Susan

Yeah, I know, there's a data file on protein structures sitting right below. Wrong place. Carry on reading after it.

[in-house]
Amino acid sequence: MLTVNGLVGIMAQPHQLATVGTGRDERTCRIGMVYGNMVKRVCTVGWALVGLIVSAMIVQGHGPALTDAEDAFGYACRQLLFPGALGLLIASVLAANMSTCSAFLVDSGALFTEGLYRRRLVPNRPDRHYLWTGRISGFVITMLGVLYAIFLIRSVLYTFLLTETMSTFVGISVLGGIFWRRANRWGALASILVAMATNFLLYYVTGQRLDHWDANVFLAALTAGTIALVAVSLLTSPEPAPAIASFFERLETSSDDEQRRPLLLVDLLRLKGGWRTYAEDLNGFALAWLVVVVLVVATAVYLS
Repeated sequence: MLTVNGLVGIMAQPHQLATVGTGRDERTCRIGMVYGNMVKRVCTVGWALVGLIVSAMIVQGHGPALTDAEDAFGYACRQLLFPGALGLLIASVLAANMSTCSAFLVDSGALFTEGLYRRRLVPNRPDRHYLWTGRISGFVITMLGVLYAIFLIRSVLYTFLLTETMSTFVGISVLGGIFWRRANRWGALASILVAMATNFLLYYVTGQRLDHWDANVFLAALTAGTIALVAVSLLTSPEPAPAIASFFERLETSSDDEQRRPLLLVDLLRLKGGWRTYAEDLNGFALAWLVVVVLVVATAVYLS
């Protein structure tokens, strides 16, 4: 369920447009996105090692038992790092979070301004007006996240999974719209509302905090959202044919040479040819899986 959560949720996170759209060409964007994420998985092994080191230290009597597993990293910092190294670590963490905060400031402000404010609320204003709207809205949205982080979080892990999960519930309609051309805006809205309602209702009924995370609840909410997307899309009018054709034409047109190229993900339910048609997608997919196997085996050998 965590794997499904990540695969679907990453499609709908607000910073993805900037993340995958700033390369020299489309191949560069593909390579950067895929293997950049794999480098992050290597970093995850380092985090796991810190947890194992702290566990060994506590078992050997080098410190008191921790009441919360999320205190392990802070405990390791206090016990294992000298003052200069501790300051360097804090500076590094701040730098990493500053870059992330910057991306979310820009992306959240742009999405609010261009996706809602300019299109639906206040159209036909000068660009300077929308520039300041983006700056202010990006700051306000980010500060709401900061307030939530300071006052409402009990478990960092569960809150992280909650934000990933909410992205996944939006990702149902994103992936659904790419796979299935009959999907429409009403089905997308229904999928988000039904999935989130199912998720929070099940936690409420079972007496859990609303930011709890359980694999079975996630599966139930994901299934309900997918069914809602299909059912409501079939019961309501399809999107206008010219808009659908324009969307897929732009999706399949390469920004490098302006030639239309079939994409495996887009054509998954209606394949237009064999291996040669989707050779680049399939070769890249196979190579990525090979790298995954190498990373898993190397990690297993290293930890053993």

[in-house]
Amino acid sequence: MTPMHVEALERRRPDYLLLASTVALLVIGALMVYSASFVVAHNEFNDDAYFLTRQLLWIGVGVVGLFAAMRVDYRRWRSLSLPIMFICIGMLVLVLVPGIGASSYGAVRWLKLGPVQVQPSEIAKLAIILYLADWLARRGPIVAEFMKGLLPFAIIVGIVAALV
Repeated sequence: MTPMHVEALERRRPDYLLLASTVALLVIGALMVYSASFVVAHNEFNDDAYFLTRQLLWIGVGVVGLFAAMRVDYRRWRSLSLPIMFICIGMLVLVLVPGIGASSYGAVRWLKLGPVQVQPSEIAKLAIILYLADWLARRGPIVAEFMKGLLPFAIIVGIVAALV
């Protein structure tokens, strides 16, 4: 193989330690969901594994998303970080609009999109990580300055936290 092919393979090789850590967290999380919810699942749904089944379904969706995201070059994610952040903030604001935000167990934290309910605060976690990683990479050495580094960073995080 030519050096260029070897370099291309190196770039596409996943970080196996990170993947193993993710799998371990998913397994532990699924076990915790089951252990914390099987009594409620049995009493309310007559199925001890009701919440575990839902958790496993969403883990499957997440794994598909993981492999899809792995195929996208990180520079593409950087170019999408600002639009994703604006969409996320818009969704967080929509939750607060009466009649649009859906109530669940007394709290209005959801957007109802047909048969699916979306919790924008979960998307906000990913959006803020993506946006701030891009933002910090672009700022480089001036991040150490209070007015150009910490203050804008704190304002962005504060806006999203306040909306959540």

I really enjoyed this book. I felt like the problems and emotions were ones that were realistic. While both Travis and Sarah have issues, none of them seem to overwhelm the story. It starts with Sarah as an awkward teenager discovering that the guy she's been dreaming of is about to marry someone else. After humiliating herself by trying to stop the wedding she swears she will never risk her heart again. Fast forward nine years, and Sarah has become a successful children's author. When she recei I really enjoyed this book. I felt like the problems and emotions were ones that were realistic. While both Travis and Sarah have issues, none of them seem to overwhelm the story. It starts with Sarah as an awkward teenager discovering that the guy she's been dreaming of is about to marry someone else. After humiliating herself by trying to stop the wedding she swears she will never risk her heart again. Fast forward nine years, and Sarah has become a successful children's author. When she receives a letter from a sick fan, she reluctantly returns to Twilight, only to discover that the little girl is Travis's daughter. I had a little trouble connecting with Sarah at first. She was so resistant about going to Twilight that she came across as a bit selfish. Even once she was there she seemed rather standoffish. Some could be blamed on her memories of that day, but other things about her life are slowly revealed and begin to explain her problem. Her initial meeting with Travis shows her that she has never really forgotten those feelings for him. She also knows that she won't stay in Twilight so there's no sense in starting anything with him, tempting though it may be. She doesn't count on the ladies of the cookie club doing their best to push them together, or that Travis seems equally drawn to her. As the week goes on Travis and Jazzy start to break down the walls that Sarah has built up to keep people out. She starts to connect with them and others, but still doesn't see herself as able to have that happy ending. Travis was a wonderful hero. From his kind attitude toward Sarah on his wedding day to the amazing father he is today he is awesome. He may have made a mistake by getting his girlfriend pregnant when he was twenty, but he was determined to do the honorable thing and take care of them both. He was an involved father from the beginning, and even more so when Jazzy got so sick. He took on the role of both parents when his wife left them, making Jazzy the center of his world. When Sarah came back to Twilight he was surprised by the strength of his attraction to her. He would be very happy to see where it goes, but he has some of his own baggage to overcome. Between watching his dad fall apart after his mom's death and then his disastrous marriage, Travis resists the idea of soulmates, fearing that his life would fall apart too if he were to lose someone he cared about that much. I really liked the way that he saw Sarah's pain and fears and gave her the space she needed to process what they were beginning to feel for each other. Even as they began to acknowledge their feelings for each other, there were still some obstacles to overcome. Jazzy's mother comes back to town, causing Sarah to question her own place in their lives. Sarah has some professional problems that also interfere with her decision making process. Then there is a health crisis with Jazzy that brings a whole host of feelings to the surface, causing both Sarah and Travis to take a good look at what they really want from life. The town itself is another character in the book. I enjoyed seeing the various Christmas traditions and how they worked with what Travis and Sarah were going through. The people had the usual small town nosiness and tendency to interfere, but mostly in a positive manner. There was a secondary storyline that was left hanging, but it is addressed in a later series of novellas.